"They turned this community into a dump, with literally miles high worth of trash," says Walls about the history of her Sunnyside, which she describes as a "historically Black neighborhood," that eventually "kind of got forgotten," adding that the city dump there once housed a toxin-spewing incinerator.
In 1912, a white councilman had segregated, or annexed, Sunnyside, along with other neighborhoods in Texas, and by the 1960s, the community had so many Black-owned businesses that residents called a stretch of Cullen Boulevard “Black Wall Street.” But in the 1980s, the oil bust shuttered many doors, leaving the neighborhood to become a desert economically.
Sunnyside also became a food desert, Walls says. Because while the incinerator in Sunnyside has since closed, today the community of roughly 20,000 people has yet another health-risking problem: only one grocery store — Fiesta Mart — which is reviewed on Yelp with one-and-half stars, and described as "old" and "dusty."
It all compelled Walls to found Ivy Leaf Farms in 2020, when she was just 25, with an initial investment of $500. Today her dad, a computer engineer for NASA, is her lead farmhand.
Everything that Walls grows is free to her community; she even drops off produce free of charge to Sunnyside residents. "I raise money by selling seeds and merch," she says. While the land she farms was already owned by her family, she's also received grants aplenty — including from Kellogg's, the NAACP and even Beyonce.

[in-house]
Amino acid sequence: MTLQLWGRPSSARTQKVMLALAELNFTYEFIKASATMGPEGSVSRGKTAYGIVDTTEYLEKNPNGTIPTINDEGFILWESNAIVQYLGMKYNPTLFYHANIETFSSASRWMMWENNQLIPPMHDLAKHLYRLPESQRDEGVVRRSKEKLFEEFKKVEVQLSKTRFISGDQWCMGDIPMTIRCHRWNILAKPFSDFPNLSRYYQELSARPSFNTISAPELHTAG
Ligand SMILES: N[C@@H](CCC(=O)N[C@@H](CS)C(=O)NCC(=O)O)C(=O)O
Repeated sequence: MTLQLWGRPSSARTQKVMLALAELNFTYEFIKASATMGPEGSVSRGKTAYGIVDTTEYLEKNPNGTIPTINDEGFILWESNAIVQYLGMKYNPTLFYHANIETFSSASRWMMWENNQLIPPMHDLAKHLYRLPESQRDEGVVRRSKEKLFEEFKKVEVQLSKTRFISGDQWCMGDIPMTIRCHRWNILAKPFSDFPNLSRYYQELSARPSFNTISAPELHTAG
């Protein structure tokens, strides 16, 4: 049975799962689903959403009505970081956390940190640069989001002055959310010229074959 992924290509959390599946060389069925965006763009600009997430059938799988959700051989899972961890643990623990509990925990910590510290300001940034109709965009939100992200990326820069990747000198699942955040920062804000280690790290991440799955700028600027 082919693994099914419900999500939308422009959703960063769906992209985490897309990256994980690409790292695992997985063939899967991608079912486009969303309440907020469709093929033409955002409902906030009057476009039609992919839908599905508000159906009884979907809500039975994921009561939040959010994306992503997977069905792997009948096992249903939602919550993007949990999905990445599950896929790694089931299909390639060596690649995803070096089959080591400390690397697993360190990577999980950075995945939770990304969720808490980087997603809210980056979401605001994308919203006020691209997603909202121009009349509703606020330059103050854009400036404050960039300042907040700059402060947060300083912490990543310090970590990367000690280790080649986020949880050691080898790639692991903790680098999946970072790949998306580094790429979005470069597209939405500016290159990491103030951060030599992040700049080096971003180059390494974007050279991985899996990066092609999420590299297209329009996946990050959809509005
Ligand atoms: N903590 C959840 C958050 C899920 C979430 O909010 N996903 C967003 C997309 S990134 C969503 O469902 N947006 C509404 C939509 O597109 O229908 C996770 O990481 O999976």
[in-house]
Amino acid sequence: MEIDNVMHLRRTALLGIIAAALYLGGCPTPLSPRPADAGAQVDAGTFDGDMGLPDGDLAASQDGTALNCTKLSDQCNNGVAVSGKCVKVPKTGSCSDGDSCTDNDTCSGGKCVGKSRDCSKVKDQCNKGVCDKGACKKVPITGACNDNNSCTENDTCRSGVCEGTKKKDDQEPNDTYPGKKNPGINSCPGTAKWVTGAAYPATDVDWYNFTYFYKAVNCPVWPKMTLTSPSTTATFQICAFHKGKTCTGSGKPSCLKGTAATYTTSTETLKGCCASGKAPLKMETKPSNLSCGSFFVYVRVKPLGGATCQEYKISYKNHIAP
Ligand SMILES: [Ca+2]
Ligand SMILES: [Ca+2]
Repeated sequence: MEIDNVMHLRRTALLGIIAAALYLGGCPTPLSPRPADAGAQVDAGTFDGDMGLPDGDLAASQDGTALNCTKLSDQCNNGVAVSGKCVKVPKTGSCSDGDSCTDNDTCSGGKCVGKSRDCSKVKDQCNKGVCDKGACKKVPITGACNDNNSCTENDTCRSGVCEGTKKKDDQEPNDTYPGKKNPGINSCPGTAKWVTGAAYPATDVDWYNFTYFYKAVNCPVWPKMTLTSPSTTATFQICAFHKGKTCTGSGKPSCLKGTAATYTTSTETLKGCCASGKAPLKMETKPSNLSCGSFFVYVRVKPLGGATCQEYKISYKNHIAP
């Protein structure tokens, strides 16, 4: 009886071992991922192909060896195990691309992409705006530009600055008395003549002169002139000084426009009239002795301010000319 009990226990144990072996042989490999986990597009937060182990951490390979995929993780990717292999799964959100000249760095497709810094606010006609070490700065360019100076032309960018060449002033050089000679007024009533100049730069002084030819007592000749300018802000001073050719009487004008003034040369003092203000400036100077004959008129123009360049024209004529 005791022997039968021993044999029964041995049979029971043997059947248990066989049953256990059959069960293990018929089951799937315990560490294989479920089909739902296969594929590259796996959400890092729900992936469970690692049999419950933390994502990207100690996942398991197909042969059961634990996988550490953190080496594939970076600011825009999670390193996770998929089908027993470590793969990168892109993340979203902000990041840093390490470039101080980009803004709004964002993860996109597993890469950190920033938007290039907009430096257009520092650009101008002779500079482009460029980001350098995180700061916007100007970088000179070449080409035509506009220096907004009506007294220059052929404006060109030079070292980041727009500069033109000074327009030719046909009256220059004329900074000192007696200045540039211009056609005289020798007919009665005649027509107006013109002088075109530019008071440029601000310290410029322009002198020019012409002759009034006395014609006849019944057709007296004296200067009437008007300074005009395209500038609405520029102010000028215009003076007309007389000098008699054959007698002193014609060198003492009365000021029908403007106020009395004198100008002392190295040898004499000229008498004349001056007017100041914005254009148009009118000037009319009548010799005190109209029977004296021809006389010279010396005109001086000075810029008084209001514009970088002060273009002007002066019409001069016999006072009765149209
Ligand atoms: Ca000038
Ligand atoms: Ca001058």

Walls has also joined forces with Jeremy Peaches, a fellow Prairie View A&M University alumnus, to found Black Farmer Box — a farmer-owned, community-operated affordable food system to provide fresh food to food desert communities, supporting local Black farmers through the purchase of wholesale produce, and creating jobs and opportunities; they also have plans to open a new fresh food grocery store. Walls hopes her business can become a "blueprint" for the nation, and others have similar goals.
"A lot of our work right now is in advocating for Black farmers, and as well as fighting on the legal front to make sure that Black farmers receive some form of debt relief," says LeeAnn C. Morrissette, of the National Black Food & Justice Alliance, a member-based organization consisting of Black farmers and food justice organizations working towards Black food and land sovereignty.
The Justice for Black Farmers Act — landmark legislation aimed at addressing and correcting historic discrimination within the U.S. Department of Agriculture in federal farm assistance, introduced by Sen. Corey Booker — calls for "making up to 160 acres of land available to any Black person committed to stewarding land," as well as providing resources, funds and legal support to Black-led organizations, training programs and more.
Morrissette explains, for example, that debt relief in the United States would help small and medium farmers stay in business, keep their land and continue to feed communities across the country as we recover from the pandemic.